It seems our brief period of “winter” has come to an end, lasting just under a month. For a while our whole city revelled in the under 22C weather, everyone wanting to eat outdoors in the cool breezes. Suddenly jackets and scarves and boots-wid-da-fur were being paraded out on the streets. There was an actual chill in the air and every person who sweated out 11 months of tropics wanted a piece of the action.

Now the chill is gone, we are back to using the a/c at night, and the sun has come out again to remind me who’s boss. But even as I fuss, you and I know that I love being in the sun – swimming in the sea, wearing tank tops and flip flops all year, and the vibrant tropical fruits! Mango is at the very top (come over here to try the very best in the world!), followed by mangosteens, pineapple, jackfruit, and banana. And then there is this little fellow – the chico. The chico (sapodilla) is a non-descript little brown ball...kinda scruffy and certainly not as beguiling in appearance as his other tropical brothers. The flesh is likewise brown and quite plain looking. The taste however is something else entirely. Its juicy, sandy meat has a sweetness that is at once caramelly and boozy (sometimes I feel I taste coffee...but that could just be me). I love this fruit!

I have been thinking of other ways to eat it, aside from straight with a teaspoon, ever since I baked it in a clafoutis for Hay Hay It’s Donna Day and discovered that chicos cook rather deliciously! So it’s only fitting that I bring them to service again for another round of HHDD. This time co-hosted by Tartasacher of Mil Postres***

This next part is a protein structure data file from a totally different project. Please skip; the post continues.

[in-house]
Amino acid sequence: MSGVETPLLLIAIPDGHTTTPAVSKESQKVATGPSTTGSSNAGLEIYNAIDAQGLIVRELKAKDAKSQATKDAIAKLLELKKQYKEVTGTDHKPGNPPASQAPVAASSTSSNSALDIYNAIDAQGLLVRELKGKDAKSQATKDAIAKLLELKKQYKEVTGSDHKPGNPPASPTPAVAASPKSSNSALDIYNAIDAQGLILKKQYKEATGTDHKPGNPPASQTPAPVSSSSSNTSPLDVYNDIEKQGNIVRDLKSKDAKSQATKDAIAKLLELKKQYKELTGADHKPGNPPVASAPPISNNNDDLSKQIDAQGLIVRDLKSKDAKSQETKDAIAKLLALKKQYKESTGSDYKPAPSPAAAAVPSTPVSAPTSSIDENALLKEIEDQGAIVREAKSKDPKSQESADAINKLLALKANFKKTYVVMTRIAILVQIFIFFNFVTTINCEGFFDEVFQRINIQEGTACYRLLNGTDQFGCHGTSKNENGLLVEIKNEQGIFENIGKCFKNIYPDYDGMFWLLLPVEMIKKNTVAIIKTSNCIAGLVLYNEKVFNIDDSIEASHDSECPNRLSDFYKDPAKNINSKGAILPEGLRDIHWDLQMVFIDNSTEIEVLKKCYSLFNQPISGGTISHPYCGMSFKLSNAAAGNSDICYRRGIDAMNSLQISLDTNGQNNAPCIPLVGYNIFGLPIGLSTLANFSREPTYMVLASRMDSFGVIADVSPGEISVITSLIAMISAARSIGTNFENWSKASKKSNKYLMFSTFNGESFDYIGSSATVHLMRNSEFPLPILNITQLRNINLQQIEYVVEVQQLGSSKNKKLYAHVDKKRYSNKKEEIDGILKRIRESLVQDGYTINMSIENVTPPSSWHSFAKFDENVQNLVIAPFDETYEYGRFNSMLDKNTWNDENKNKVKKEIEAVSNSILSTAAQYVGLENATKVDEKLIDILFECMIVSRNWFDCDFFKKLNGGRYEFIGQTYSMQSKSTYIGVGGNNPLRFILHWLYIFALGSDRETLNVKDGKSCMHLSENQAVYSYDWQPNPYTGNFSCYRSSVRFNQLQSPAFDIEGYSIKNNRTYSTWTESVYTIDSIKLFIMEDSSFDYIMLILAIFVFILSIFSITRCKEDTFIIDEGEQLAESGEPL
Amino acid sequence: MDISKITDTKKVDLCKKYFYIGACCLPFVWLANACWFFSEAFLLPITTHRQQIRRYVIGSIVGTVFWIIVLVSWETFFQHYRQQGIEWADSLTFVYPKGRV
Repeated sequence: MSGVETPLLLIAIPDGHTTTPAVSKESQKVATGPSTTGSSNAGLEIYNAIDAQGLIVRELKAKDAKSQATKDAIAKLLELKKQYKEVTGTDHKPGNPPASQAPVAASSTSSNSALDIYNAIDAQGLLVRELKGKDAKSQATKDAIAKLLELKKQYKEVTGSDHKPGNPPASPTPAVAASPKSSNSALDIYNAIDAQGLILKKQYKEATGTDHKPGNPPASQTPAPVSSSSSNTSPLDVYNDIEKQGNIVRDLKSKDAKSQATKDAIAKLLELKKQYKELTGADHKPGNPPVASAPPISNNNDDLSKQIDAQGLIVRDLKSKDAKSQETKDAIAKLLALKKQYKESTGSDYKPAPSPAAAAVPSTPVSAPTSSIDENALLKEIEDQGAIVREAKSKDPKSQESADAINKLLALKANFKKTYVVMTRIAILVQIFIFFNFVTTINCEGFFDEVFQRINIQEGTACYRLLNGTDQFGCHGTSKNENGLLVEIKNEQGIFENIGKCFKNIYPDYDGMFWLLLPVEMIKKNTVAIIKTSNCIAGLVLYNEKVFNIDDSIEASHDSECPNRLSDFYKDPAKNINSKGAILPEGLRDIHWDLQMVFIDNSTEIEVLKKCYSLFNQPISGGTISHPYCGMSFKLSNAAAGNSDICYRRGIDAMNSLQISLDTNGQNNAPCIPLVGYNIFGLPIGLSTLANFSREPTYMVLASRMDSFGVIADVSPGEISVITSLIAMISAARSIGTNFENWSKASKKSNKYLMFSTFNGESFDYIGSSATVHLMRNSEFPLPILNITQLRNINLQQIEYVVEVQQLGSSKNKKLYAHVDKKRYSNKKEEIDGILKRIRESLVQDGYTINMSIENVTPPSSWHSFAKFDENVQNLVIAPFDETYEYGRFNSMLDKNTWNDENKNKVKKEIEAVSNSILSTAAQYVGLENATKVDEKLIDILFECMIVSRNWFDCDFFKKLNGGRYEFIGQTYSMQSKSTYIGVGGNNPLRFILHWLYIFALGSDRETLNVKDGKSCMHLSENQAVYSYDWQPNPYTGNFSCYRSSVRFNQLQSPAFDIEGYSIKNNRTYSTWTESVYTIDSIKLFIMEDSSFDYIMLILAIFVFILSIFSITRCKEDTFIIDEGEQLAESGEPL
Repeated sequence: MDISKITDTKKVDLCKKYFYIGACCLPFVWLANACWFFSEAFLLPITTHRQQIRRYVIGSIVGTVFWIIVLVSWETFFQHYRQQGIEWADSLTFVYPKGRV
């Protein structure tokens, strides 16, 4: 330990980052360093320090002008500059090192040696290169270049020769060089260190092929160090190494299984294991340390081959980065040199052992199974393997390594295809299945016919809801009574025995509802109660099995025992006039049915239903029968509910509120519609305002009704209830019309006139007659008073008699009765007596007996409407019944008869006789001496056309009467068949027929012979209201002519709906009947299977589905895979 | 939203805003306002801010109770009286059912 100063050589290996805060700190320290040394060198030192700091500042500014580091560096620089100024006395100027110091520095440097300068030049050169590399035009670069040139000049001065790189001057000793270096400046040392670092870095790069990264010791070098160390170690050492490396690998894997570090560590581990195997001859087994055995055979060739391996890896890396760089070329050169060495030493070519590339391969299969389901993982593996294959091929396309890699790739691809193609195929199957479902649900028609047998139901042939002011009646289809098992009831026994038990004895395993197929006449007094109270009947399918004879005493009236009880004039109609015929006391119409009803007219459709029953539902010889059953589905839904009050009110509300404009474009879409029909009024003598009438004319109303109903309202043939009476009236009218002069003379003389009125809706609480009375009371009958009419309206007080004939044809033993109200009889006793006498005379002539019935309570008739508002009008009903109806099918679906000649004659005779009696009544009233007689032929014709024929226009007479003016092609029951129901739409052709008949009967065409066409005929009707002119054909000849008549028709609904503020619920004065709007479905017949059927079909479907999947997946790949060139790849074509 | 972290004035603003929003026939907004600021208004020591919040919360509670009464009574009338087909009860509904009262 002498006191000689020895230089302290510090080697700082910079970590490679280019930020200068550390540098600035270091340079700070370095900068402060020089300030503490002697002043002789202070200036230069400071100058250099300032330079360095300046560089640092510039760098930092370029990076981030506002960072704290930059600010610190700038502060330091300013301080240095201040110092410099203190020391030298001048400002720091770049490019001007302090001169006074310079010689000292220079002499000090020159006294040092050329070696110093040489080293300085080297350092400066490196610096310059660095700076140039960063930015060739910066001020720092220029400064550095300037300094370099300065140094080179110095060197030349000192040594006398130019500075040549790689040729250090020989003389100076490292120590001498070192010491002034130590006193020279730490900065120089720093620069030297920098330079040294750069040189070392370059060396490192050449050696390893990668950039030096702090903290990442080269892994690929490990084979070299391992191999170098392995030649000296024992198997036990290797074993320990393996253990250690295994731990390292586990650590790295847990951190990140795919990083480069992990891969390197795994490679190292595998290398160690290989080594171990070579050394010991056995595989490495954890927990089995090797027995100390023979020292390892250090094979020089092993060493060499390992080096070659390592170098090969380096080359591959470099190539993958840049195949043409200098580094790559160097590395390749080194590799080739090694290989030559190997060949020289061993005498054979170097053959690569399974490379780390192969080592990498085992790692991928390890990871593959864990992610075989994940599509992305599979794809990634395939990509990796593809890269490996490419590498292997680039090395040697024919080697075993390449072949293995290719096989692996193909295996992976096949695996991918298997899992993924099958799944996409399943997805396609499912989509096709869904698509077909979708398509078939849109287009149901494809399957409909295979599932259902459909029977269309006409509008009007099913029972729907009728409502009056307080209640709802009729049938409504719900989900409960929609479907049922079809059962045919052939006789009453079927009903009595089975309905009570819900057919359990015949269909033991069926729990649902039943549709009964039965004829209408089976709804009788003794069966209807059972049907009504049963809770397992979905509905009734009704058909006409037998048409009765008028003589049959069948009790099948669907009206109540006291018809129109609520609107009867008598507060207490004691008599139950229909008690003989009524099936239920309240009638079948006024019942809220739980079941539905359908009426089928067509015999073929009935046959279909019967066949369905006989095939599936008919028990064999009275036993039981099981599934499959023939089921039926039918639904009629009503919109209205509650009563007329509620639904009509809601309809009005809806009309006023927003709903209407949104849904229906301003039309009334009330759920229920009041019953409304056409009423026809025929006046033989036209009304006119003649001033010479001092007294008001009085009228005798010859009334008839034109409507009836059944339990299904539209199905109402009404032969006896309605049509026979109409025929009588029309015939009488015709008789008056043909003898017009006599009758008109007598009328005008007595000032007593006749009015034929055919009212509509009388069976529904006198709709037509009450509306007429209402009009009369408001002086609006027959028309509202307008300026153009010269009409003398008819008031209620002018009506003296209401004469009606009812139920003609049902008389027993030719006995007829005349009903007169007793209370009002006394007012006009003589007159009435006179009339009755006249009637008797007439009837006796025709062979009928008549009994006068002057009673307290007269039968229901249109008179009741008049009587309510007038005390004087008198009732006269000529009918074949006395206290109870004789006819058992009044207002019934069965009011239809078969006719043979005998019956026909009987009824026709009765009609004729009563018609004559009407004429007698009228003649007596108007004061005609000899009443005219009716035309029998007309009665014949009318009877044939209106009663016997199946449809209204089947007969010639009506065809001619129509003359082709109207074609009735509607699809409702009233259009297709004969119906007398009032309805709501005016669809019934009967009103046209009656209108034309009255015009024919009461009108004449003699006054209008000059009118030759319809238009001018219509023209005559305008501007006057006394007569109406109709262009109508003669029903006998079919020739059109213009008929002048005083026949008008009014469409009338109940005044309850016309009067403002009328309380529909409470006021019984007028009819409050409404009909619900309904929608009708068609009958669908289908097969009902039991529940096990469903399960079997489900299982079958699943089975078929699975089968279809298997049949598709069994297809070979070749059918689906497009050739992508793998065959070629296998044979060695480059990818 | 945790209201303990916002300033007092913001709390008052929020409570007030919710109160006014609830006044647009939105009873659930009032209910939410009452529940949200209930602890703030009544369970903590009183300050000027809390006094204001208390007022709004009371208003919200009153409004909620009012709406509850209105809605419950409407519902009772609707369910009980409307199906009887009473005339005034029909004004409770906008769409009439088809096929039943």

Tartasacher chose a simple but luscious recipe from Donna Hay -- Sugar Grilled Fruits and Cinnamon Yogurt. The original recipe uses figs and pears, but as fresh figs are just a fantasy over here, I decided to use my much-loved chico. To excellent results! Instead of using regular brown sugar, I used our local muscovado which is dark and earthy. Grilling the raw sugar on the fruit heightened the dark, molasses personality of the chico, and gave it a gorgeously sweet crust as well. Let me say...this will not be the last time I sugar-grill chicos! For the yogurt, I mixed in a local wild honey (instead of the cinnamon) whose strong flavour stood up well to the wildly-caramel sugar-grilled chicos. This is a wonderful treat to have for breakfast. You can even serve them up in shot glasses like I did here to make a sophisticated light dessert.

I still hold an illogical hope that the cool breezes will return this month...even if only for a short while (aren’t the arctic winds suppose to come down in the middle of February?). Meanwhile I’ll comfort myself with sugar-grilled chicos :)

***A tie in HHDD’s last round had Meeta of What’s for lunch, Honey? and Tartasacher of Mil Postres co-hosting this round. Meeta chose the savory theme with delicious Chicken Satay (my entry here) and Tartasacher chose the sweet theme with these lovely sugar grilled fruits! Hay Hay It’s Donna Day was created by Barbara of Winos and Foodies and is now under the care of Bron of Bron Marshall.